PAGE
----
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209_Page 207Wednesday.9.th. August.1843.

Raining violently; quite sultry.
We overslept ourselves this dull morning. I arranged my drawers; gave Julie her “French Lessons. A cloud in the horizon Alas! Alas!
Have no taste for any thing. to.day. All things _____
These feelings should not meet encouragement, as they proceed from ill directed passions, which reason condemns and religion abhors. Gratitude to God for the immeasurable mercies around us, should brighten the darkest spot in our souls, and to love, and forgive one another, is but an imitation of the “Divinity which stirs within us.”

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Thursday. 10. th. August. 1843.
Still raining at intervals.
We spent our time sewing, and reading.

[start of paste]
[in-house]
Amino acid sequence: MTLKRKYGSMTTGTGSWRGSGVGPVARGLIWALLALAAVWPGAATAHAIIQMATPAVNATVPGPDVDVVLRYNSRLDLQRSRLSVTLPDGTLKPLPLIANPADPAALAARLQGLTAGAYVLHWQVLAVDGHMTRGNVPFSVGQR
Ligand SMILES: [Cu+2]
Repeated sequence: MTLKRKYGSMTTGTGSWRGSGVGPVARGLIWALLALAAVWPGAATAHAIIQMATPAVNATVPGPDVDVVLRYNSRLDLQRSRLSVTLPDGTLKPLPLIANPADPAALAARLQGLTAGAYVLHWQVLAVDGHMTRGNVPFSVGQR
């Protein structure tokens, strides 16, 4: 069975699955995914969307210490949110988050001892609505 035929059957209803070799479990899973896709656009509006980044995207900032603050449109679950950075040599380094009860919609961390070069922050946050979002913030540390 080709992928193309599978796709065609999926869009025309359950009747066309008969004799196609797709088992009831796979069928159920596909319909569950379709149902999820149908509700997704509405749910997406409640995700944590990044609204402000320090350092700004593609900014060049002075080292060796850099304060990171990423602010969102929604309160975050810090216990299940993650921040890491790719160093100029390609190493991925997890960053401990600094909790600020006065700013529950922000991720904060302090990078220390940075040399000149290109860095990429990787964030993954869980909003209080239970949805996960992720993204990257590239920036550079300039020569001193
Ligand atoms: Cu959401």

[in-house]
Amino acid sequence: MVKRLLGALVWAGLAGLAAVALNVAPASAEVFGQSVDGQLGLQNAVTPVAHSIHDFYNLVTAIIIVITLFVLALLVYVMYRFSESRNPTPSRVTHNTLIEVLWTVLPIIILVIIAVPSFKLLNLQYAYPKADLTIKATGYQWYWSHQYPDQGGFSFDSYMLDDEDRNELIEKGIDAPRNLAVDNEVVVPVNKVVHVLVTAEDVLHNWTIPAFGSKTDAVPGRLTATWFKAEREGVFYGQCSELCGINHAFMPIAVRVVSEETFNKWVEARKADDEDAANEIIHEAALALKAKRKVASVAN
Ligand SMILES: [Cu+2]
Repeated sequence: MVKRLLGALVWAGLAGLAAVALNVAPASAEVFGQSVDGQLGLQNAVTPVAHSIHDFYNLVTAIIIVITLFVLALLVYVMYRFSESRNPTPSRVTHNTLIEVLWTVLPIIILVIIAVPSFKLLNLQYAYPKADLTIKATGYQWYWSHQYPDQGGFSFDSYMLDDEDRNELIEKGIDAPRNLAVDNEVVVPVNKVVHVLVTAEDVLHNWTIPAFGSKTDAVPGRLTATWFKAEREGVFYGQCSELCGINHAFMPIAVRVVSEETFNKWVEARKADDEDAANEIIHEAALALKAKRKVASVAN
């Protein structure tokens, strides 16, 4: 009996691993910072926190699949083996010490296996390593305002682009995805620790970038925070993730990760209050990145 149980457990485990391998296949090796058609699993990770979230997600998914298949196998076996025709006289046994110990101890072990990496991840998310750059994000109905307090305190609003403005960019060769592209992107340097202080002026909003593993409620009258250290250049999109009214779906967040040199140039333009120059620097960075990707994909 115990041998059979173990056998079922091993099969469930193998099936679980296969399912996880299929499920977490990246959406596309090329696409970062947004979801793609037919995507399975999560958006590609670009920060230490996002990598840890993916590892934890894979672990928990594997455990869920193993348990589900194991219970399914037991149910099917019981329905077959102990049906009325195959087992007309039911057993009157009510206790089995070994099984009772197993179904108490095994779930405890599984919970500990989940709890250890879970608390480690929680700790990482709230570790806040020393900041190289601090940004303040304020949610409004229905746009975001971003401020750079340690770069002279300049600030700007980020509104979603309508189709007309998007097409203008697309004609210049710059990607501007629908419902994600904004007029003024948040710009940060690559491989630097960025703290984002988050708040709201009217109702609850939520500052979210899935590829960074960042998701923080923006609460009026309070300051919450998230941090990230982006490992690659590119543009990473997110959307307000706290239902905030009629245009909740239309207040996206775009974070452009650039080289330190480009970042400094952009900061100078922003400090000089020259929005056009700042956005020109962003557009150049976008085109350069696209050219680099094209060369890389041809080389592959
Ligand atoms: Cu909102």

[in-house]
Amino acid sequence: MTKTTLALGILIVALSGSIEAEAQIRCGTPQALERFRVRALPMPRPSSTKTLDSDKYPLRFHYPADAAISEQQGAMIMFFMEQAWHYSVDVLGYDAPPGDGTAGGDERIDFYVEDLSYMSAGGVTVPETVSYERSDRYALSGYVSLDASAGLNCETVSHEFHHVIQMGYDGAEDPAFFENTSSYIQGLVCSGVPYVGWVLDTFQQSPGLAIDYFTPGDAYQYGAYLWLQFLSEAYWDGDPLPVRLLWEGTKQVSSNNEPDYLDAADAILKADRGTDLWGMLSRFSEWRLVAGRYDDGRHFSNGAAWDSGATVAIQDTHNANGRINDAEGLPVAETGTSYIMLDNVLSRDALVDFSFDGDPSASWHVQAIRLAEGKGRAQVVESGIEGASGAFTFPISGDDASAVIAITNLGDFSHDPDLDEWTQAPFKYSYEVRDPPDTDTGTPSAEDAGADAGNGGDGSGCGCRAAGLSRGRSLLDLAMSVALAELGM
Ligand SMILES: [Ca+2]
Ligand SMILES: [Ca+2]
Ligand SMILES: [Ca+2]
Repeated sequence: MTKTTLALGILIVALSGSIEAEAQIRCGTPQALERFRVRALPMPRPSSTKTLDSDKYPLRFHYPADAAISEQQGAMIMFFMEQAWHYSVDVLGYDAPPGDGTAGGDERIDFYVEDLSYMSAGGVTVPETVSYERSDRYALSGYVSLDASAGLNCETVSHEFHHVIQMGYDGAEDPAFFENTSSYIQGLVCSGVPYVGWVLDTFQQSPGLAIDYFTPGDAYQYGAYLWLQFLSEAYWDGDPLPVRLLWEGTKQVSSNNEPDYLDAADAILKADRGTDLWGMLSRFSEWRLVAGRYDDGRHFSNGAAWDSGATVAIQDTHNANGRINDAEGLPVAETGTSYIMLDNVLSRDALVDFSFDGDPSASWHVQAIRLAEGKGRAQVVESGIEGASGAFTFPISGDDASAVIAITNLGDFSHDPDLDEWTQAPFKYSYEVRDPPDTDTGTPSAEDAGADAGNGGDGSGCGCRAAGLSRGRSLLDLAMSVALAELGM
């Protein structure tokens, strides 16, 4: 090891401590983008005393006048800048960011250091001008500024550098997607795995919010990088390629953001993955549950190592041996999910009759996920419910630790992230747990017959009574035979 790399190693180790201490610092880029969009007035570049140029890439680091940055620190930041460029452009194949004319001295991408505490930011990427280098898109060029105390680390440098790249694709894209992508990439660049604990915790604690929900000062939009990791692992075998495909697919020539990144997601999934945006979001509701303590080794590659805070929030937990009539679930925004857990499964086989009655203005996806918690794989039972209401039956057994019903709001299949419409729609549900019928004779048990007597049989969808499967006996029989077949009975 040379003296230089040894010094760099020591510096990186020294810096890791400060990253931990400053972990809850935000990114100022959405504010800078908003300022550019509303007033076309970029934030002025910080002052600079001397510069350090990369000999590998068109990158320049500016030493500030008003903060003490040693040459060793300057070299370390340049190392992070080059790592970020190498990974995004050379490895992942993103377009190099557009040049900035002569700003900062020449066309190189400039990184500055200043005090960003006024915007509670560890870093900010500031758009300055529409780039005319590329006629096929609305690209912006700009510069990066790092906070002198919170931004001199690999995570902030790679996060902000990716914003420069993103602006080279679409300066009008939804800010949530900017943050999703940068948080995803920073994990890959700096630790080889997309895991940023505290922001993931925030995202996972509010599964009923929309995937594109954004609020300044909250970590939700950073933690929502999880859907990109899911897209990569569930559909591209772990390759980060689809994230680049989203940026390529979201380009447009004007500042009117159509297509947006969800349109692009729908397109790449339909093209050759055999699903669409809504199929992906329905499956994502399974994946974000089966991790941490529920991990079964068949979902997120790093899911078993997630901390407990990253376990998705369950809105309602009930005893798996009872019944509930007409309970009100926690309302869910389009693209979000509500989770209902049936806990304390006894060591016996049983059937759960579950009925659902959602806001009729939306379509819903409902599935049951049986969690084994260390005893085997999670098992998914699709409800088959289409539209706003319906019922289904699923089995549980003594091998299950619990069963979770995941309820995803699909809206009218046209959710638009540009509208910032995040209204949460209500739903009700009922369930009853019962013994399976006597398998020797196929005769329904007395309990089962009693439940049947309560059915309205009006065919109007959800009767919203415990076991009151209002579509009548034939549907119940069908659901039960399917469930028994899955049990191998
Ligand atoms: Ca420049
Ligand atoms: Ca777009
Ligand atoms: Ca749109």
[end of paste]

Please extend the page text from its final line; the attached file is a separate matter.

I looked for Catharine to dinner, but she did come.
The sun set clear this evening.
The horizon of home was bright also, this gives all things
to my vision, and makes darkness bright.
Julie, taken with a chill, a fever followed
the damp weather has affected her. I kept her in my bed.

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Friday 11. th. August. 1843.
A dull sky in the morning, but a
lovely clear sky at sunset.
I went up to Mr Parmly’s. with Maria H. sat two hours
waiting to see him in the morning. At five o’clock,
went up again for exercise, haveing eaten a hearty dinner.
Mr H. very attentive to day, a fine joke for us both.
Anna Wilson took tea with Julie, who in spite of a dose of
rhubarb, enjoyed herself very much. They sang together
I went to bed much fatigued.
The moon magnificent to night. G. walked out.

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